The image above is an example of the best of the worst. That's a statue of the movie version of the "Lord of the Rings" character Gollum, making a photo-op appearance at a media company's exhibit booth inside the Austin Convention Center. I happen to love the Lord of the Rings movies and what director Peter Jackson has done with the J.R.R. Tolkein story and love the whimsy of stumbling onto a lifesized statue of the twisted and thoroughly pitiful character of Gollum.
But there's no getting around that Gollum is a bigtime celebrity now -- not the weird private demon of my childhood, but a Hollywood movie star. And as a celebrity, he was there to push product.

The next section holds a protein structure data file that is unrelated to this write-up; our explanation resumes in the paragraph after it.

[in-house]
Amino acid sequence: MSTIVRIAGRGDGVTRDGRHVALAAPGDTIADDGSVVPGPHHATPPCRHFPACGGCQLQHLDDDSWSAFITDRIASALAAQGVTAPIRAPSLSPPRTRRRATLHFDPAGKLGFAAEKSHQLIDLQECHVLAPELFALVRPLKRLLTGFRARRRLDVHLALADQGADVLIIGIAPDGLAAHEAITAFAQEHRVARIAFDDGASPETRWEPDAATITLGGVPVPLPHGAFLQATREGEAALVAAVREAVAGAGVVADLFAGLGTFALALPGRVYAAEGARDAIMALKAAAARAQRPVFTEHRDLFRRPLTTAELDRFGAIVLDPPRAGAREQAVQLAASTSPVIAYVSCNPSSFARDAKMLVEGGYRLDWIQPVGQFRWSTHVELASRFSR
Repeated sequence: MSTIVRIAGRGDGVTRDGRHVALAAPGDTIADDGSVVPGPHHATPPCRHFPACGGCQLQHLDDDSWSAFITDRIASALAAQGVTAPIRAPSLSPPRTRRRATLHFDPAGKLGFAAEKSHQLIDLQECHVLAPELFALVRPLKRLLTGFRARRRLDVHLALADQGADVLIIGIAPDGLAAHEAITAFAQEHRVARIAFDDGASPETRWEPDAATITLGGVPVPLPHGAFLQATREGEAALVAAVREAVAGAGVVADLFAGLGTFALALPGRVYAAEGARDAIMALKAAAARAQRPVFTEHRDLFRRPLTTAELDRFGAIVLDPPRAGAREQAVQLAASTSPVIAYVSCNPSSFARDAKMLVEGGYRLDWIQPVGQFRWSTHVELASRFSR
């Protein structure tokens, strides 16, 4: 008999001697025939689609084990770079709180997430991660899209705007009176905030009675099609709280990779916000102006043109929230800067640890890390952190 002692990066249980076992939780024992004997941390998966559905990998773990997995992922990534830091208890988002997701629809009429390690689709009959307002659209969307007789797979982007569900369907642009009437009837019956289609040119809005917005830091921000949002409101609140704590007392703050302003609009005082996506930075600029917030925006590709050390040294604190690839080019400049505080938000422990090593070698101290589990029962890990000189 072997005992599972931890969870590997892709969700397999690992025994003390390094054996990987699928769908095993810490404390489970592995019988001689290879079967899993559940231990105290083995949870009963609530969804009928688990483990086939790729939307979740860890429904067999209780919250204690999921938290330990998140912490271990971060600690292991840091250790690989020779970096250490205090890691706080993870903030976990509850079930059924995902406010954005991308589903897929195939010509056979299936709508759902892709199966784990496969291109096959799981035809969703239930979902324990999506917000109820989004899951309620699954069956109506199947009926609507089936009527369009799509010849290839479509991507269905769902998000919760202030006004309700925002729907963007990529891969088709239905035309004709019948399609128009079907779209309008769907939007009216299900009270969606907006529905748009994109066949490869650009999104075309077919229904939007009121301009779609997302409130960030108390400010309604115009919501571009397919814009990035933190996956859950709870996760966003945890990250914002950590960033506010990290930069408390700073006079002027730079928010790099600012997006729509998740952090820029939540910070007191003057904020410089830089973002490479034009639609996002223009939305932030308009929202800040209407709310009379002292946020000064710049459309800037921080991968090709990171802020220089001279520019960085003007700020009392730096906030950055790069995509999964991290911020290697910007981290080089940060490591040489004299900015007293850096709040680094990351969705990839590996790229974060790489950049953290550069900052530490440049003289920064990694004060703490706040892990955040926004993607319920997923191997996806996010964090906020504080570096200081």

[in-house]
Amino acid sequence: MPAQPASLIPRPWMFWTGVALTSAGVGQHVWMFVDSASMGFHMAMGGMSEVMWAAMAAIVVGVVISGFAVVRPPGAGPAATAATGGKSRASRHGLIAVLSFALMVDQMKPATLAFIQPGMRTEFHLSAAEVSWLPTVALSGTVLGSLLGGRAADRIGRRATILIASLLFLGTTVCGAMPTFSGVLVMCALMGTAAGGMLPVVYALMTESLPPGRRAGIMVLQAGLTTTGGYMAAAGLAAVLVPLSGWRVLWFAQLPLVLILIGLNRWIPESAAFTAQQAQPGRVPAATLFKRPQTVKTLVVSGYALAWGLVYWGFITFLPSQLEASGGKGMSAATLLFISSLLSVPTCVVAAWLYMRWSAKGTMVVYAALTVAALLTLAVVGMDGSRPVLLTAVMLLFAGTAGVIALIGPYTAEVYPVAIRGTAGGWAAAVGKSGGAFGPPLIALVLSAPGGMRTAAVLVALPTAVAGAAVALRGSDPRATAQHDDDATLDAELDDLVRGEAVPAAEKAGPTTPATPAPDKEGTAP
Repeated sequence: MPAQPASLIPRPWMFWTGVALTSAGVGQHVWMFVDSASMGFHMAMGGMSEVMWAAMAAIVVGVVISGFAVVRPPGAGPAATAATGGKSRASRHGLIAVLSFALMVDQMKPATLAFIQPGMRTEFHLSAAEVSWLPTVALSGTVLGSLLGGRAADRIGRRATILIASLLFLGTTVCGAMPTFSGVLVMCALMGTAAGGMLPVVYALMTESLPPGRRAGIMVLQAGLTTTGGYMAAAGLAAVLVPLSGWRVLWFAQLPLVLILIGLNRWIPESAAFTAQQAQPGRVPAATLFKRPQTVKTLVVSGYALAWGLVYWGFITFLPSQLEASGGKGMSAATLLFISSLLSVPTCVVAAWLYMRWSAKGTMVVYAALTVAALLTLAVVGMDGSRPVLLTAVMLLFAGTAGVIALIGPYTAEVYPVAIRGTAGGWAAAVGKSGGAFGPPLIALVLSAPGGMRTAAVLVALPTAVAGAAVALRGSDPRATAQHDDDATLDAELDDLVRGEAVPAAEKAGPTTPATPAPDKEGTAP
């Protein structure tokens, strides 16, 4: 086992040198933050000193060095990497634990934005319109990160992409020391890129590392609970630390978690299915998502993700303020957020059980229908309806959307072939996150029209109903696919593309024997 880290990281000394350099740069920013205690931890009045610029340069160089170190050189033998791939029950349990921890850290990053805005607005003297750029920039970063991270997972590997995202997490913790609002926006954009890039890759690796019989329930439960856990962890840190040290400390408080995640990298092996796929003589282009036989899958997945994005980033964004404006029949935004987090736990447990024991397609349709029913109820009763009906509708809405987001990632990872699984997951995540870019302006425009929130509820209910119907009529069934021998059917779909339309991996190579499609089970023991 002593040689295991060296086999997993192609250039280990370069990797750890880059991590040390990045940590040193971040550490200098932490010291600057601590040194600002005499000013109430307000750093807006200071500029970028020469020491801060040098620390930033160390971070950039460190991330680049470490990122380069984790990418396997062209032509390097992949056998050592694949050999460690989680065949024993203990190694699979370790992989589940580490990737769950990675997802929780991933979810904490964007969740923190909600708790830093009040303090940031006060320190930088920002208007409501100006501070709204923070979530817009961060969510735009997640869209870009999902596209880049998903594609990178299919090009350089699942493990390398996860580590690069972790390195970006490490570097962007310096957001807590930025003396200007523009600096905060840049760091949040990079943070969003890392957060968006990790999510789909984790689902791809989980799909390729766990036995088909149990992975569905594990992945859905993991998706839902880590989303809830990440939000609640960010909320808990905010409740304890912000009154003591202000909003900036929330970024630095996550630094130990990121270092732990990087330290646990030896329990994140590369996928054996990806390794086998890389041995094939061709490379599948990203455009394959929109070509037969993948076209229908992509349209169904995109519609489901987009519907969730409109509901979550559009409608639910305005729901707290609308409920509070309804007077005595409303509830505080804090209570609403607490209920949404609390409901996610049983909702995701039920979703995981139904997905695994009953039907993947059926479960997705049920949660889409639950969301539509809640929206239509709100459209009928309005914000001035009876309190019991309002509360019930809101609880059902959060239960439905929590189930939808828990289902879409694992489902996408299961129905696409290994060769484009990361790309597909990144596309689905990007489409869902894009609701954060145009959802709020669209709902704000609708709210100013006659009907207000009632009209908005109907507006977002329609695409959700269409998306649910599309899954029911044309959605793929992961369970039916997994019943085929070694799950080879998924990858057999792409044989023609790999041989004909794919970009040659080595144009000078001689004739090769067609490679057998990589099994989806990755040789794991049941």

That's what the vision of SXSW has become, in a nutshell: picking select tokens of mass appeal that can act as magical gatekeepers for sellers of the fantasy of hipness. Every exhibitor wants to be Fairy Godmother to your Cinderella, Morpheus to your Neo and yes, Gollum to your Frodo. Every singer wants to be your Mick Jagger, every band, your Beatles.There's no room for real individuality in that climate. There's only store-bought individuality; pretend individuality. That's different from the SXSW of even a few years ago, when individuality reigned. Still, I enjoyed myself. I ate a lot of tacos, drank a few local beers. I met a lot of great, friendly people, saw a few legends, a few extremely talented acts and many mediocre ones, enjoyed more than few delightful surprises. I steered clear of Lady Gaga and the iTunes Festival and tried to find unknown acts that would pique my interest. I shared in equal measure in the festival's blessings and sins, its joys and tragedies. And I came away exhausted, satisfied, but knowing that I had seen a "South-By" bigger only in size -- in spirit, a pale shadow of its former glory.